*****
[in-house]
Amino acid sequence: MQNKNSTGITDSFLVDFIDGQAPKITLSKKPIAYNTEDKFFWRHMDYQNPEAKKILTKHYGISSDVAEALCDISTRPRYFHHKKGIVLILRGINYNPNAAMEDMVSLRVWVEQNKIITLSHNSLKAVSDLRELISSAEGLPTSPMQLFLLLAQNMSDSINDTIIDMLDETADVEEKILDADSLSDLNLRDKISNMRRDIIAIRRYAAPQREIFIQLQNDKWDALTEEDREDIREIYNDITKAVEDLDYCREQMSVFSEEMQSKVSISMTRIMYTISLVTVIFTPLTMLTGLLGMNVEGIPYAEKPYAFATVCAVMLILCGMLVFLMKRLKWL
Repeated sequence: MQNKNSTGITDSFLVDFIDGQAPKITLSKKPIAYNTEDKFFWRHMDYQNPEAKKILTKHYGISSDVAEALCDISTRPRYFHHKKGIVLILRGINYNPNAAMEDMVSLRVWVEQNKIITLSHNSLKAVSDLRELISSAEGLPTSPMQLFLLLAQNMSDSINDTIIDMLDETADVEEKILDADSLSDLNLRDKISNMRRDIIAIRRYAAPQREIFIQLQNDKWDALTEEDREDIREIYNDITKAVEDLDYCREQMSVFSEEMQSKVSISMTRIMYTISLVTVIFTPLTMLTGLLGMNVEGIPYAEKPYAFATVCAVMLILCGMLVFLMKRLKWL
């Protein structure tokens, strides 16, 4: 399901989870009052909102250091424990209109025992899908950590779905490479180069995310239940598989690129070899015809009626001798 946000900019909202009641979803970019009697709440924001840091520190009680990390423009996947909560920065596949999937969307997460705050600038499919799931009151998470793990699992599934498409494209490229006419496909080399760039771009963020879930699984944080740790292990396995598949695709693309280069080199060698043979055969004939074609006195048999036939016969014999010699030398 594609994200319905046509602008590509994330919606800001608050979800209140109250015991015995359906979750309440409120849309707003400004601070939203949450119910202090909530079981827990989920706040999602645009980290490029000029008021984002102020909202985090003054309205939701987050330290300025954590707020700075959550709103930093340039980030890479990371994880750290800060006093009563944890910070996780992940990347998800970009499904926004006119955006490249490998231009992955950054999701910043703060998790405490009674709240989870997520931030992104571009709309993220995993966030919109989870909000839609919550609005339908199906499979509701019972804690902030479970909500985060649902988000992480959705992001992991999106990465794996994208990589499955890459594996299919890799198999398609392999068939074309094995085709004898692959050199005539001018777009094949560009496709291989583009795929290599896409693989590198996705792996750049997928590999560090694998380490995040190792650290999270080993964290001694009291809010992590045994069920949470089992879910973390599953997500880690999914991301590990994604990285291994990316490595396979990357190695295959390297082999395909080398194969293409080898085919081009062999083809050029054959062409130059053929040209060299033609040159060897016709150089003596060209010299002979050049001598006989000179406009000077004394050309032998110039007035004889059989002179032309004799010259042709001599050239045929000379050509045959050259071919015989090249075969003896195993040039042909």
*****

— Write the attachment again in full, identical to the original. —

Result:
[in-house]
Amino acid sequence: MQNKNSTGITDSFLVDFIDGQAPKITLSKKPIAYNTEDKFFWRHMDYQNPEAKKILTKHYGISSDVAEALCDISTRPRYFHHKKGIVLILRGINYNPNAAMEDMVSLRVWVEQNKIITLSHNSLKAVSDLRELISSAEGLPTSPMQLFLLLAQNMSDSINDTIIDMLDETADVEEKILDADSLSDLNLRDKISNMRRDIIAIRRYAAPQREIFIQLQNDKWDALTEEDREDIREIYNDITKAVEDLDYCREQMSVFSEEMQSKVSISMTRIMYTISLVTVIFTPLTMLTGLLGMNVEGIPYAEKPYAFATVCAVMLILCGMLVFLMKRLKWL
Repeated sequence: MQNKNSTGITDSFLVDFIDGQAPKITLSKKPIAYNTEDKFFWRHMDYQNPEAKKILTKHYGISSDVAEALCDISTRPRYFHHKKGIVLILRGINYNPNAAMEDMVSLRVWVEQNKIITLSHNSLKAVSDLRELISSAEGLPTSPMQLFLLLAQNMSDSINDTIIDMLDETADVEEKILDADSLSDLNLRDKISNMRRDIIAIRRYAAPQREIFIQLQNDKWDALTEEDREDIREIYNDITKAVEDLDYCREQMSVFSEEMQSKVSISMTRIMYTISLVTVIFTPLTMLTGLLGMNVEGIPYAEKPYAFATVCAVMLILCGMLVFLMKRLKWL
């Protein structure tokens, strides 16, 4: 399901989870009052909102250091424990209109025992899908950590779905490479180069995310239940598989690129070899015809009626001798 946000900019909202009641979803970019009697709440924001840091520190009680990390423009996947909560920065596949999937969307997460705050600038499919799931009151998470793990699992599934498409494209490229006419496909080399760039771009963020879930699984944080740790292990396995598949695709693309280069080199060698043979055969004939074609006195048999036939016969014999010699030398 594609994200319905046509602008590509994330919606800001608050979800209140109250015991015995359906979750309440409120849309707003400004601070939203949450119910202090909530079981827990989920706040999602645009980290490029000029008021984002102020909202985090003054309205939701987050330290300025954590707020700075959550709103930093340039980030890479990371994880750290800060006093009563944890910070996780992940990347998800970009499904926004006119955006490249490998231009992955950054999701910043703060998790405490009674709240989870997520931030992104571009709309993220995993966030919109989870909000839609919550609005339908199906499979509701019972804690902030479970909500985060649902988000992480959705992001992991999106990465794996994208990589499955890459594996299919890799198999398609392999068939074309094995085709004898692959050199005539001018777009094949560009496709291989583009795929290599896409693989590198996705792996750049997928590999560090694998380490995040190792650290999270080993964290001694009291809010992590045994069920949470089992879910973390599953997500880690999914991301590990994604990285291994990316490595396979990357190695295959390297082999395909080398194969293409080898085919081009062999083809050029054959062409130059053929040209060299033609040159060897016709150089003596060209010299002979050049001598006989000179406009000077004394050309032998110039007035004889059989002179032309004799010259042709001599050239045929000379050509045959050259071919015989090249075969003896195993040039042909």